Science, women, friendship
Plain Picture; Illustration The Girlfriend Staff
Relationships

What Science Reveals About Female Friendship

The real key to why breakups happen.

After going away for a long-awaited 50th birthday celebration with my best friends from college, I came home happy — and annoyed at the same time. While it was great to see everyone, one of my girlfriends seemed to spend the entire time on her phone. I couldn’t understand why she would travel thousands of miles to come to New Orleans with her friends, only to seem distracted by whatever she was watching on YouTube or reading on Facebook. I decided then and there to let our friendship drift apart, so I stopped calling her.

Although I love my friends dearly, sadly it wasn’t the first time I’d had an issue with a girlfriend. I found that, sometimes, my friends could behave in strange and mysterious ways — they would act jealous or unfeeling toward me, or even try to undermine me.

What makes women act this way? As I started talking to my current friends about my experience, I realized that I wasn’t alone. Many of them had their own story about the friend who “got away,” and were still sad about the loss.

Friends are so important to women, and studies have shown that a breakup with a friend can feel even worse than a divorce. But what really struck me when I talked to my friends about their girlfriend breakups, besides the grief, was the sense of confusion. None of us could figure out what had caused a close friendship to turn sour, and that made me curious about the mystery behind these rifts.

I wondered if there could be a scientific explanation for women’s behavior toward their friends, both good and bad. If I could find the key to how female friendship worked, could I learn to avoid my own relationships falling apart?

One of the biggest insights that I discovered from researching my book,  Girl Talk: What Science Can Tell Us About Female Friendship, is that the complex and even perplexing nature of women’s behavior can be traced back to human evolution.

For instance, in many traditional societies throughout history, once a woman found a mate or husband, she typically left her family group and went to live with him and his family. Because women had to live with and get along with strangers, they invested in fewer relationships and had smaller social groups. Yet they devoted themselves highly to these friends so that they could enjoy a more secure social network while living with their mate's family.

The unique ways that women communicate today, such as talking about their intimate lives and crying in front of their friends, are a result of these smaller friend networks. By disclosing vulnerable information to their close friends, they’re able to build trust — and they're better able to hold on to this smaller circle of friends.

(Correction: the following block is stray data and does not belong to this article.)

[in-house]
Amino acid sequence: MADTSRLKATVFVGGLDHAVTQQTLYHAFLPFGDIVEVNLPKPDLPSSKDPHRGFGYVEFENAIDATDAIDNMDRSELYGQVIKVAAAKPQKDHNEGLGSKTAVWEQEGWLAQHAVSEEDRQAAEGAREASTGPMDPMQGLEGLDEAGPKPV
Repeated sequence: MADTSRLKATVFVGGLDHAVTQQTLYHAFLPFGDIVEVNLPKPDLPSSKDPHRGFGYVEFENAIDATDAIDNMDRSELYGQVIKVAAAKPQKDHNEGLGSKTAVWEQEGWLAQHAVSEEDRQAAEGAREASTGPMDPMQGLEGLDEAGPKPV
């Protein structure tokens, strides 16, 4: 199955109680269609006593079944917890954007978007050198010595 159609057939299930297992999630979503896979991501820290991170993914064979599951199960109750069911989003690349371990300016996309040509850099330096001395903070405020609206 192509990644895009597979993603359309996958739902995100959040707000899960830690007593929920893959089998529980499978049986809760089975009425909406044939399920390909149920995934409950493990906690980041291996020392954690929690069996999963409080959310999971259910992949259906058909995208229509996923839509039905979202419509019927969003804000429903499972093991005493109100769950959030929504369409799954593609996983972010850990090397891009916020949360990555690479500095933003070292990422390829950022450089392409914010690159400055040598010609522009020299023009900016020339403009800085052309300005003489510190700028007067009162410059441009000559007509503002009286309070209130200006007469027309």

As a result, women’s friendships tend to be more intense than men’s — but also more fragile. Since it’s so important for women to rely on each other, they don’t tolerate breaches of trust well, and little things that may seem trivial, such as not turning up when you’re invited somewhere, can tip things over the edge.

And that’s when friendship breakups can happen.

While I was doing research for my book, I read something else that resonated with me: It’s easy to walk away from problem friendships — but by working through conflict when things go wrong, we have the potential to create deeper, more meaningful friendships.

So instead of ignoring the problem with my college friend, I decided to tell her how I felt. It wasn’t easy, but after being friends for so many years, I knew the relationship was worth saving. It turned out she hadn’t realized that I’d been bothered by her behavior, and she apologized, promising to change. She also told me that she had a health issue she was dealing with, and that it had made her anxious about the visit, worried my friends and I would be asking her questions about something she wasn’t ready to talk about. I hadn’t known this — and it helped me to understand her behavior.

Although we don’t see each other or talk as much as I’d like, I still consider her one of my closest friends.

Now, I take it less personally when female friends act strangely with me, because I know that their actions are rooted in the evolution of human behavior. And that, while painful, these occasional breakups are the evolutionary flip side of the warmth, satisfaction and sustenance that my friendship with my girlfriends brings me.

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Science, women, friendship